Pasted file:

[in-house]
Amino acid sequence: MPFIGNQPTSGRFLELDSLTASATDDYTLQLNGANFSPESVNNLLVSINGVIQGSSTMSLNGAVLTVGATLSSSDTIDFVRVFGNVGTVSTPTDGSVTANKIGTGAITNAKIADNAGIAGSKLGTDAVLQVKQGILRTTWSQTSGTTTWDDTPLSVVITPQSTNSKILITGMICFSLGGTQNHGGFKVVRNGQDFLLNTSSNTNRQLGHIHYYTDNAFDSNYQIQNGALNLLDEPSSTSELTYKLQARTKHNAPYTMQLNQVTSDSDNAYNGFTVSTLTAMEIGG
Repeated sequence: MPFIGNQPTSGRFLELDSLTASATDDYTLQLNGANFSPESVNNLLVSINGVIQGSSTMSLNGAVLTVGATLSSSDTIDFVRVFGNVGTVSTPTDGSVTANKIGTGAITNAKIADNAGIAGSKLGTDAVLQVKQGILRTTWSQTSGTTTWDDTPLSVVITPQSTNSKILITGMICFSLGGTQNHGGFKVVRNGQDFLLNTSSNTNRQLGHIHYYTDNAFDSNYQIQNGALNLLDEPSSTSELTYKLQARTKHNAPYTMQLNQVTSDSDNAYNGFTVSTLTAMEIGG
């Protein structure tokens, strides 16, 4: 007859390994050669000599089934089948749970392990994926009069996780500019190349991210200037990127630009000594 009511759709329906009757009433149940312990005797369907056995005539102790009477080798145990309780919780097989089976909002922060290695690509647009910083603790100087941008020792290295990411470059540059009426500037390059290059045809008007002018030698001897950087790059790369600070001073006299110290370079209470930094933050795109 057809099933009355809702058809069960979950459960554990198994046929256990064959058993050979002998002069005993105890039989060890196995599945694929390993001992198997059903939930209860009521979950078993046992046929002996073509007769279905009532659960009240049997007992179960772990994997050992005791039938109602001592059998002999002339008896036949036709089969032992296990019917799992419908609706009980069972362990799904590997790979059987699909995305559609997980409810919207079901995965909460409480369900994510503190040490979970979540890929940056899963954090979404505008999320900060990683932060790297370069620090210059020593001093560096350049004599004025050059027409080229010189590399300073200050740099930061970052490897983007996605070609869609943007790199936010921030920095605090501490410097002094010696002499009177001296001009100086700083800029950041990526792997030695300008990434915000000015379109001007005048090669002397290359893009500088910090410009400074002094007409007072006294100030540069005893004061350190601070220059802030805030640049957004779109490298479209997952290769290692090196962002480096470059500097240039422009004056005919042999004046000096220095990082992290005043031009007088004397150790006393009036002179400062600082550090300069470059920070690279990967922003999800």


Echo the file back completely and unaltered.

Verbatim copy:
[in-house]
Amino acid sequence: MPFIGNQPTSGRFLELDSLTASATDDYTLQLNGANFSPESVNNLLVSINGVIQGSSTMSLNGAVLTVGATLSSSDTIDFVRVFGNVGTVSTPTDGSVTANKIGTGAITNAKIADNAGIAGSKLGTDAVLQVKQGILRTTWSQTSGTTTWDDTPLSVVITPQSTNSKILITGMICFSLGGTQNHGGFKVVRNGQDFLLNTSSNTNRQLGHIHYYTDNAFDSNYQIQNGALNLLDEPSSTSELTYKLQARTKHNAPYTMQLNQVTSDSDNAYNGFTVSTLTAMEIGG
Repeated sequence: MPFIGNQPTSGRFLELDSLTASATDDYTLQLNGANFSPESVNNLLVSINGVIQGSSTMSLNGAVLTVGATLSSSDTIDFVRVFGNVGTVSTPTDGSVTANKIGTGAITNAKIADNAGIAGSKLGTDAVLQVKQGILRTTWSQTSGTTTWDDTPLSVVITPQSTNSKILITGMICFSLGGTQNHGGFKVVRNGQDFLLNTSSNTNRQLGHIHYYTDNAFDSNYQIQNGALNLLDEPSSTSELTYKLQARTKHNAPYTMQLNQVTSDSDNAYNGFTVSTLTAMEIGG
């Protein structure tokens, strides 16, 4: 007859390994050669000599089934089948749970392990994926009069996780500019190349991210200037990127630009000594 009511759709329906009757009433149940312990005797369907056995005539102790009477080798145990309780919780097989089976909002922060290695690509647009910083603790100087941008020792290295990411470059540059009426500037390059290059045809008007002018030698001897950087790059790369600070001073006299110290370079209470930094933050795109 057809099933009355809702058809069960979950459960554990198994046929256990064959058993050979002998002069005993105890039989060890196995599945694929390993001992198997059903939930209860009521979950078993046992046929002996073509007769279905009532659960009240049997007992179960772990994997050992005791039938109602001592059998002999002339008896036949036709089969032992296990019917799992419908609706009980069972362990799904590997790979059987699909995305559609997980409810919207079901995965909460409480369900994510503190040490979970979540890929940056899963954090979404505008999320900060990683932060790297370069620090210059020593001093560096350049004599004025050059027409080229010189590399300073200050740099930061970052490897983007996605070609869609943007790199936010921030920095605090501490410097002094010696002499009177001296001009100086700083800029950041990526792997030695300008990434915000000015379109001007005048090669002397290359893009500088910090410009400074002094007409007072006294100030540069005893004061350190601070220059802030805030640049957004779109490298479209997952290769290692090196962002480096470059500097240039422009004056005919042999004046000096220095990082992290005043031009007088004397150790006393009036002179400062600082550090300069470059920070690279990967922003999800």